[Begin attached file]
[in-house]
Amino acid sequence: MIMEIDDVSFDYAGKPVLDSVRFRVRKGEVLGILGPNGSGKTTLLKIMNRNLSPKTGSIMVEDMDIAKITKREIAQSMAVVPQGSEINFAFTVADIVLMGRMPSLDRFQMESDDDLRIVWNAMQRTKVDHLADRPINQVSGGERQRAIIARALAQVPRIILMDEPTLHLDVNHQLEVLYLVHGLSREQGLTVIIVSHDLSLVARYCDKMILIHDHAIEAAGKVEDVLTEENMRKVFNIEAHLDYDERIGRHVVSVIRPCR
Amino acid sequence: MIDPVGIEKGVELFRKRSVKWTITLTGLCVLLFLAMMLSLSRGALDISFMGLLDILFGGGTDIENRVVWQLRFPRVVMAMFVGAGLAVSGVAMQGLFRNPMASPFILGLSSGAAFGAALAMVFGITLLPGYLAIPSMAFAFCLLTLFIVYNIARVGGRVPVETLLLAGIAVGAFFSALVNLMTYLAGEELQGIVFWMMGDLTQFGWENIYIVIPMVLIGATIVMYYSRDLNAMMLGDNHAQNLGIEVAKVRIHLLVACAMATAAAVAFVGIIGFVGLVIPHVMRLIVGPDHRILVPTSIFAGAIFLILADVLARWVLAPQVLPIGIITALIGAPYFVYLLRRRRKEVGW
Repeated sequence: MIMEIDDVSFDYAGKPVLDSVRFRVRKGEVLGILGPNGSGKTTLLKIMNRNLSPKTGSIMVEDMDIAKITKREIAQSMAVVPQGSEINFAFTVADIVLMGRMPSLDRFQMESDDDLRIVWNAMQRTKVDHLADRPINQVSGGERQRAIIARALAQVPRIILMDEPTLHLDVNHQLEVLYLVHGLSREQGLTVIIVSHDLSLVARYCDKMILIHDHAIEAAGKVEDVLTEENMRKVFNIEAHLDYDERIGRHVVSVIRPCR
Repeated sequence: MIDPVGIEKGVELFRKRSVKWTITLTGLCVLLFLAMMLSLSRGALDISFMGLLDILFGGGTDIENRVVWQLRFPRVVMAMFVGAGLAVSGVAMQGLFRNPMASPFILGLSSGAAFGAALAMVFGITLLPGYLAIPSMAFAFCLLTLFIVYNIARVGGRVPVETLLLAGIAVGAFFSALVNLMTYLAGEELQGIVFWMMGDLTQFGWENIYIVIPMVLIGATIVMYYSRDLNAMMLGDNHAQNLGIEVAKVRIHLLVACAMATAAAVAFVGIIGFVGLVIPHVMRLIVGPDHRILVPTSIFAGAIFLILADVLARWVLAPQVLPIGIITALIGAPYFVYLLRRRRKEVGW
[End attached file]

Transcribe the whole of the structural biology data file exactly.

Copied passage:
[in-house]
Amino acid sequence: MIMEIDDVSFDYAGKPVLDSVRFRVRKGEVLGILGPNGSGKTTLLKIMNRNLSPKTGSIMVEDMDIAKITKREIAQSMAVVPQGSEINFAFTVADIVLMGRMPSLDRFQMESDDDLRIVWNAMQRTKVDHLADRPINQVSGGERQRAIIARALAQVPRIILMDEPTLHLDVNHQLEVLYLVHGLSREQGLTVIIVSHDLSLVARYCDKMILIHDHAIEAAGKVEDVLTEENMRKVFNIEAHLDYDERIGRHVVSVIRPCR
Amino acid sequence: MIDPVGIEKGVELFRKRSVKWTITLTGLCVLLFLAMMLSLSRGALDISFMGLLDILFGGGTDIENRVVWQLRFPRVVMAMFVGAGLAVSGVAMQGLFRNPMASPFILGLSSGAAFGAALAMVFGITLLPGYLAIPSMAFAFCLLTLFIVYNIARVGGRVPVETLLLAGIAVGAFFSALVNLMTYLAGEELQGIVFWMMGDLTQFGWENIYIVIPMVLIGATIVMYYSRDLNAMMLGDNHAQNLGIEVAKVRIHLLVACAMATAAAVAFVGIIGFVGLVIPHVMRLIVGPDHRILVPTSIFAGAIFLILADVLARWVLAPQVLPIGIITALIGAPYFVYLLRRRRKEVGW
Repeated sequence: MIMEIDDVSFDYAGKPVLDSVRFRVRKGEVLGILGPNGSGKTTLLKIMNRNLSPKTGSIMVEDMDIAKITKREIAQSMAVVPQGSEINFAFTVADIVLMGRMPSLDRFQMESDDDLRIVWNAMQRTKVDHLADRPINQVSGGERQRAIIARALAQVPRIILMDEPTLHLDVNHQLEVLYLVHGLSREQGLTVIIVSHDLSLVARYCDKMILIHDHAIEAAGKVEDVLTEENMRKVFNIEAHLDYDERIGRHVVSVIRPCR
Repeated sequence: MIDPVGIEKGVELFRKRSVKWTITLTGLCVLLFLAMMLSLSRGALDISFMGLLDILFGGGTDIENRVVWQLRFPRVVMAMFVGAGLAVSGVAMQGLFRNPMASPFILGLSSGAAFGAALAMVFGITLLPGYLAIPSMAFAFCLLTLFIVYNIARVGGRVPVETLLLAGIAVGAFFSALVNLMTYLAGEELQGIVFWMMGDLTQFGWENIYIVIPMVLIGATIVMYYSRDLNAMMLGDNHAQNLGIEVAKVRIHLLVACAMATAAAVAFVGIIGFVGLVIPHVMRLIVGPDHRILVPTSIFAGAIFLILADVLARWVLAPQVLPIGIITALIGAPYFVYLLRRRRKEVGW